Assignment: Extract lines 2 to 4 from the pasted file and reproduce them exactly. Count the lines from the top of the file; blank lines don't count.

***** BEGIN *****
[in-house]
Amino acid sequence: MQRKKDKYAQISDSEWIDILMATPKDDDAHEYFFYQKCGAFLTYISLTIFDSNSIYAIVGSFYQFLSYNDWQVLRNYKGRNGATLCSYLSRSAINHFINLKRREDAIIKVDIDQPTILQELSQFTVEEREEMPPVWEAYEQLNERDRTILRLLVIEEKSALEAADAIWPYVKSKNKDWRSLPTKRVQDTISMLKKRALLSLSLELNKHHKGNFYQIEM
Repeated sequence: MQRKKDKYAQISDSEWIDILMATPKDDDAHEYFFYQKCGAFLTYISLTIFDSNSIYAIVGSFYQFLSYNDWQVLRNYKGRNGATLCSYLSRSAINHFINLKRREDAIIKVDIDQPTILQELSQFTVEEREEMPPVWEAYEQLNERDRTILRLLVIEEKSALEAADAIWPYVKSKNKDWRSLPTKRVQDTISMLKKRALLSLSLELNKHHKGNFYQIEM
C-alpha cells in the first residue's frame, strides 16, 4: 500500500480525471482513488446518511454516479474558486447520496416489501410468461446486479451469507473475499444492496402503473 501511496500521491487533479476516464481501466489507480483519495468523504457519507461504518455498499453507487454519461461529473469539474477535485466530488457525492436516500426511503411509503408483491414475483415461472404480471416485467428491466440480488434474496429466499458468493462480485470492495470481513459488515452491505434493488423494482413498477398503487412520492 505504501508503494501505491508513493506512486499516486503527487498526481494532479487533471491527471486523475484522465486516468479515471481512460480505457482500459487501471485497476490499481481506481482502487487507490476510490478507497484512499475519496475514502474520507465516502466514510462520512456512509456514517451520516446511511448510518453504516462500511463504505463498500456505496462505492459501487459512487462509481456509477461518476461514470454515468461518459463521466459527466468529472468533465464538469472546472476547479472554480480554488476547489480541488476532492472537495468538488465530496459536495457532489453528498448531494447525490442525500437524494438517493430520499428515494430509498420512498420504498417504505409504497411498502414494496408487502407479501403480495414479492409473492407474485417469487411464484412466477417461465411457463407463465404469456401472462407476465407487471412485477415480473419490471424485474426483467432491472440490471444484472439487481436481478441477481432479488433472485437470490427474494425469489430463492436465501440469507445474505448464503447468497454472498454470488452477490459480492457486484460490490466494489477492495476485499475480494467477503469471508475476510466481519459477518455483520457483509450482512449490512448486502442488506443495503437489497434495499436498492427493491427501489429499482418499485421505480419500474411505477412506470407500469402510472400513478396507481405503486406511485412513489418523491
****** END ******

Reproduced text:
Amino acid sequence: MQRKKDKYAQISDSEWIDILMATPKDDDAHEYFFYQKCGAFLTYISLTIFDSNSIYAIVGSFYQFLSYNDWQVLRNYKGRNGATLCSYLSRSAINHFINLKRREDAIIKVDIDQPTILQELSQFTVEEREEMPPVWEAYEQLNERDRTILRLLVIEEKSALEAADAIWPYVKSKNKDWRSLPTKRVQDTISMLKKRALLSLSLELNKHHKGNFYQIEM
Repeated sequence: MQRKKDKYAQISDSEWIDILMATPKDDDAHEYFFYQKCGAFLTYISLTIFDSNSIYAIVGSFYQFLSYNDWQVLRNYKGRNGATLCSYLSRSAINHFINLKRREDAIIKVDIDQPTILQELSQFTVEEREEMPPVWEAYEQLNERDRTILRLLVIEEKSALEAADAIWPYVKSKNKDWRSLPTKRVQDTISMLKKRALLSLSLELNKHHKGNFYQIEM
C-alpha cells in the first residue's frame, strides 16, 4: 500500500480525471482513488446518511454516479474558486447520496416489501410468461446486479451469507473475499444492496402503473 501511496500521491487533479476516464481501466489507480483519495468523504457519507461504518455498499453507487454519461461529473469539474477535485466530488457525492436516500426511503411509503408483491414475483415461472404480471416485467428491466440480488434474496429466499458468493462480485470492495470481513459488515452491505434493488423494482413498477398503487412520492 505504501508503494501505491508513493506512486499516486503527487498526481494532479487533471491527471486523475484522465486516468479515471481512460480505457482500459487501471485497476490499481481506481482502487487507490476510490478507497484512499475519496475514502474520507465516502466514510462520512456512509456514517451520516446511511448510518453504516462500511463504505463498500456505496462505492459501487459512487462509481456509477461518476461514470454515468461518459463521466459527466468529472468533465464538469472546472476547479472554480480554488476547489480541488476532492472537495468538488465530496459536495457532489453528498448531494447525490442525500437524494438517493430520499428515494430509498420512498420504498417504505409504497411498502414494496408487502407479501403480495414479492409473492407474485417469487411464484412466477417461465411457463407463465404469456401472462407476465407487471412485477415480473419490471424485474426483467432491472440490471444484472439487481436481478441477481432479488433472485437470490427474494425469489430463492436465501440469507445474505448464503447468497454472498454470488452477490459480492457486484460490490466494489477492495476485499475480494467477503469471508475476510466481519459477518455483520457483509450482512449490512448486502442488506443495503437489497434495499436498492427493491427501489429499482418499485421505480419500474411505477412506470407500469402510472400513478396507481405503486406511485412513489418523491